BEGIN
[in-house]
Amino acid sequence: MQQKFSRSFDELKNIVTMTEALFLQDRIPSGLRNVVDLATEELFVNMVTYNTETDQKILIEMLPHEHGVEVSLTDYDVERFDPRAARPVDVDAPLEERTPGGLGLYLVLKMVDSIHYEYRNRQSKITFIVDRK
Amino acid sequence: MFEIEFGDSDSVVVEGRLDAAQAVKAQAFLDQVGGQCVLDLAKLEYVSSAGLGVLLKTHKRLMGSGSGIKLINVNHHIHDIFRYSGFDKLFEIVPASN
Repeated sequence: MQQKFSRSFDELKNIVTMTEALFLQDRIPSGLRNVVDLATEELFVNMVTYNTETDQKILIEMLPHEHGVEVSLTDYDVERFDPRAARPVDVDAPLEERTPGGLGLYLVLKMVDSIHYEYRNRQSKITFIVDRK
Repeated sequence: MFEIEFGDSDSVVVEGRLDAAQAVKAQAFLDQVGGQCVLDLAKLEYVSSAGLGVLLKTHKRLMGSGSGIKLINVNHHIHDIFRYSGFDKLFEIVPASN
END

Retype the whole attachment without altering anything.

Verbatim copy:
[in-house]
Amino acid sequence: MQQKFSRSFDELKNIVTMTEALFLQDRIPSGLRNVVDLATEELFVNMVTYNTETDQKILIEMLPHEHGVEVSLTDYDVERFDPRAARPVDVDAPLEERTPGGLGLYLVLKMVDSIHYEYRNRQSKITFIVDRK
Amino acid sequence: MFEIEFGDSDSVVVEGRLDAAQAVKAQAFLDQVGGQCVLDLAKLEYVSSAGLGVLLKTHKRLMGSGSGIKLINVNHHIHDIFRYSGFDKLFEIVPASN
Repeated sequence: MQQKFSRSFDELKNIVTMTEALFLQDRIPSGLRNVVDLATEELFVNMVTYNTETDQKILIEMLPHEHGVEVSLTDYDVERFDPRAARPVDVDAPLEERTPGGLGLYLVLKMVDSIHYEYRNRQSKITFIVDRK
Repeated sequence: MFEIEFGDSDSVVVEGRLDAAQAVKAQAFLDQVGGQCVLDLAKLEYVSSAGLGVLLKTHKRLMGSGSGIKLINVNHHIHDIFRYSGFDKLFEIVPASN